A549 cells were seeded in six-well plates for 16–24 h and incubated with 15 μM free Cur and Cur-SLNs for 4 h. They were then washed with PBS buffer twice and exposed to 430 nm LED for 20 min. After incubation for 12 h, the cells were collected and fixed in 500 μL of Annexin V binding buffer containing 5 μL Annexin V-APC and 5 μL 7-AAD. After incubation at room temperature for 20 min in the dark, 20,000 cells were analyzed using fluorescence-activated cell sorter analysis. The experiments were repeated three times.

Cell cycle

A549 cells were seeded in six-well plates for 16–24 h and treated with Cur and Cur-SLNs (15 μM of free Cur equivalent) for 4 h. They were then exposed to 430 nm LED for 20 min. After 12 h, the trypsinized cells were suspended in chilled 70% ethanol which contained 50 μg/mL propidium iodide and 100 μg/mL RNase A. After staining for 30 min, 20,000 cells were analyzed by flow cytometry. The experiments were repeated three times.

Western blot analysis

A549 cells were treated with Cur and Cur-SLNs (15 μM of free Cur equivalent) and exposed to 430 nm LED for 20 min, and then incubated for 12 h in the dark. The cells were collected for protein extraction. Twenty microgram protein samples were denatured by sodium dodecyl sulfate-polyacrylamide gelelectrophoresis, then separated by gel electrophoresis, and transferred to polyvinylidene difluoride membrane. After blocking by 5% bovine serum albumin, the primary antibodies β-actin, Bax, Bcl-2, and caspase-3, caspase-9 (1:1,000 dilution), and a secondary antibody were used to probe the protein levels. The signal was visualized with a chemiluminescent electrochemiluminescent detection system. The experiments were repeated three times.

Statistical analysis

Statistical analysis was performed using Student’s t-test. All values were expressed as mean ± standard deviation (SD). P<0.05 was considered as statistically significant.

Results

Preparation and characterization of Cur-SLNs

Cur-loaded SLNs were prepared using emulsification and low-temperature solidification methods following our previously reported procedures.8,28,29 TEM images (Figure 1A) revealed a discrete spherical outline, which was in accordance with photon correlation spectroscopy. The zeta potential (Figure 1B) of the SLNs was −26.2±1.3 mV, which is sufficiently high to cause the Cur-SLNs to repel each other, thereby avoiding particle aggregation and encouraging long-term stability.35 As shown in Figure 1C, the average diameter of the Cur-SLNs particles was 56.2 nm. To confirm the encapsulation and formulation of the Cur loaded in SLNs, the photophysical properties of Cur were examined. Free Cur has a distinctly high absorbance peak at 430 nm when dissolved in an ethanolic solution. The drug loading capacity was calculated as 37%±2.5%.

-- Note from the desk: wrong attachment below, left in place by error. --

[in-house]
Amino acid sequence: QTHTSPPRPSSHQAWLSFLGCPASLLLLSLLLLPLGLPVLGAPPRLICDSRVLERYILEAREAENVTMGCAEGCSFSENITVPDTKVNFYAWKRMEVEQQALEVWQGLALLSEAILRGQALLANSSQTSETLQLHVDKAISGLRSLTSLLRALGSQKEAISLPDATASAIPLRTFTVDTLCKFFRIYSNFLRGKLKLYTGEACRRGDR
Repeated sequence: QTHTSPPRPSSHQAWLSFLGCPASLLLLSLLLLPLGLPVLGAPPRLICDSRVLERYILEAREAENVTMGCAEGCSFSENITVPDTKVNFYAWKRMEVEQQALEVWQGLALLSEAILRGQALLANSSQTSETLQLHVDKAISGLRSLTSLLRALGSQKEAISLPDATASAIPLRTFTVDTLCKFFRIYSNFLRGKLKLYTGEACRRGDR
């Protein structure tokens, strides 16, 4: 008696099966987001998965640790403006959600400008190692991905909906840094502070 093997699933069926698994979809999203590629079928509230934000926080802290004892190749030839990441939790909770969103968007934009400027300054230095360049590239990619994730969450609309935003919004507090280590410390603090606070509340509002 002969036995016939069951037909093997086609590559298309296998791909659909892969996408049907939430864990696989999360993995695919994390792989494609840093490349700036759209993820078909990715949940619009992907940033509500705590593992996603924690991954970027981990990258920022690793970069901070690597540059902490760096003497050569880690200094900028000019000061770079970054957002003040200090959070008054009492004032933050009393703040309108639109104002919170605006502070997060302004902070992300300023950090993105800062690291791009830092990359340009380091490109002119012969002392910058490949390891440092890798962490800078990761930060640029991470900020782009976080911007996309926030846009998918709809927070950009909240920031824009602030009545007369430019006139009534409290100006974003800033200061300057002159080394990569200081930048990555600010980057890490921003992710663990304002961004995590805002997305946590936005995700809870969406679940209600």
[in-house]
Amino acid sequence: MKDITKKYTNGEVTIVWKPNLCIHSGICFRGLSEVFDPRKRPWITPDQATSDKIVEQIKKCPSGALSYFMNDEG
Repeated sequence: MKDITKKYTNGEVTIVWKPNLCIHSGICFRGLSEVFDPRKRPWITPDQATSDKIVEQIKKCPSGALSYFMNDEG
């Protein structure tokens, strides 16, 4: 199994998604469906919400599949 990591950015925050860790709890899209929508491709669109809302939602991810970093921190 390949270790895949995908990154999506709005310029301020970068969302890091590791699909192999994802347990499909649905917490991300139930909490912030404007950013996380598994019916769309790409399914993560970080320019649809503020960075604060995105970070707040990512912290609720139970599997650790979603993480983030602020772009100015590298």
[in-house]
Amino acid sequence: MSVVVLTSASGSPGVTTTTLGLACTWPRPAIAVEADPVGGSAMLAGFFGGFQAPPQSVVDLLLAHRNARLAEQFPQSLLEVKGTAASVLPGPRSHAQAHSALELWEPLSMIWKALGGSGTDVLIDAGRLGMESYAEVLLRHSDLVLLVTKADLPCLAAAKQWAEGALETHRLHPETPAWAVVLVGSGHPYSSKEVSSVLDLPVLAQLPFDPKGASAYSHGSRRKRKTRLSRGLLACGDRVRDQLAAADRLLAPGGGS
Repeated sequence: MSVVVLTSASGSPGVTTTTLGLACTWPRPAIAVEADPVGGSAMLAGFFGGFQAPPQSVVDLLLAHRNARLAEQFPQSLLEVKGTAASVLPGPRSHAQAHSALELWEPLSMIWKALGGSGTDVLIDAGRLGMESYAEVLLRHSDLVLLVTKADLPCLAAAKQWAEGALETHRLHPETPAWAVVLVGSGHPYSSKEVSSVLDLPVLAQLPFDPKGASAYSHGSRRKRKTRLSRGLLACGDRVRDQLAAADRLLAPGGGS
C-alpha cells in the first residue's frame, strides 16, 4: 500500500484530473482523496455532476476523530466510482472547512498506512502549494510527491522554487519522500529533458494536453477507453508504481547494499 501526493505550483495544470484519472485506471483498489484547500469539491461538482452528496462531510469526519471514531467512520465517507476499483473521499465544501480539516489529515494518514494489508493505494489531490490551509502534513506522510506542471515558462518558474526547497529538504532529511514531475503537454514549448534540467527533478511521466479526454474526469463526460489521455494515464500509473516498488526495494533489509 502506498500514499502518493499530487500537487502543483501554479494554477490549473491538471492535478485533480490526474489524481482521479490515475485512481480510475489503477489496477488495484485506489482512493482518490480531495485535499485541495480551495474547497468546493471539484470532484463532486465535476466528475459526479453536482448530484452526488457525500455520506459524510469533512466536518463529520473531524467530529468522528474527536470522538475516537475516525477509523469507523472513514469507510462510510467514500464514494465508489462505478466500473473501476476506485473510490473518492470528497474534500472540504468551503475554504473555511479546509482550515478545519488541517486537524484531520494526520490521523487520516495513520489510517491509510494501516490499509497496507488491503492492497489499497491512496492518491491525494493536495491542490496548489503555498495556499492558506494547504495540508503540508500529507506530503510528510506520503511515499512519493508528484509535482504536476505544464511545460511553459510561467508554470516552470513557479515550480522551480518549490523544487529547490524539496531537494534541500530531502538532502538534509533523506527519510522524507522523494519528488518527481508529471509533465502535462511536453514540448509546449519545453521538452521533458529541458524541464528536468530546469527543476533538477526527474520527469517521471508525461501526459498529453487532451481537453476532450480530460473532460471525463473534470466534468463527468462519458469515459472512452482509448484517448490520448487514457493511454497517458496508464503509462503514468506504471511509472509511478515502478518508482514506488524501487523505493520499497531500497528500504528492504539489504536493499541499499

Figure 1 Characterization of Cur-SLNs.
Notes: Transmission electron microscopy image (A), zeta potential distribution (B), and particle size distribution (C) of Cur-SLNs.
Abbreviation: Cur-SLNs, curcumin-loaded solid lipid nanoparticles.

Cell viability assay

As shown in Figure 2, without light exposure, Cur-SLNs and free Cur exhibited negligible cytotoxicity to A549 cells. After having been exposed, on treatment with 10 μM free Cur and Cur-SLNs, the viability of A549 cells was found to be 67% and 27%, respectively. When A549 cells treated with 15 μM free Cur and Cur-SLNs, the viability was 40% and 18%, respectively. As expected, SLNs displayed no cytotoxicity to A549 cells either in the dark or under light exposure. Microscopic images of trypan blue stained cells further confirmed the improved PDT efficiency of Cur-SLNs over free Cur.

Figure 2 Killing of in vitro photodynamic cancer cells.